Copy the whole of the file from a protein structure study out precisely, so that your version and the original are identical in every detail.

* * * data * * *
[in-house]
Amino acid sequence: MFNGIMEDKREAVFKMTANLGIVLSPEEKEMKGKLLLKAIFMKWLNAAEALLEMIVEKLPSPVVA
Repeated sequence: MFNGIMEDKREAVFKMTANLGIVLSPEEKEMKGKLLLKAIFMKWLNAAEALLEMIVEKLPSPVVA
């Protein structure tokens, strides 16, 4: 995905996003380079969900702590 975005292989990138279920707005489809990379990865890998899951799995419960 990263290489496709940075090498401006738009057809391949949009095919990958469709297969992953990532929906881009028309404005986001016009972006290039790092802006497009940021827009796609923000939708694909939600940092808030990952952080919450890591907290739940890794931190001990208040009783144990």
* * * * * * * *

[in-house]
Amino acid sequence: MFNGIMEDKREAVFKMTANLGIVLSPEEKEMKGKLLLKAIFMKWLNAAEALLEMIVEKLPSPVVA
Repeated sequence: MFNGIMEDKREAVFKMTANLGIVLSPEEKEMKGKLLLKAIFMKWLNAAEALLEMIVEKLPSPVVA
């Protein structure tokens, strides 16, 4: 995905996003380079969900702590 975005292989990138279920707005489809990379990865890998899951799995419960 990263290489496709940075090498401006738009057809391949949009095919990958469709297969992953990532929906881009028309404005986001016009972006290039790092802006497009940021827009796609923000939708694909939600940092808030990952952080919450890591907290739940890794931190001990208040009783144990």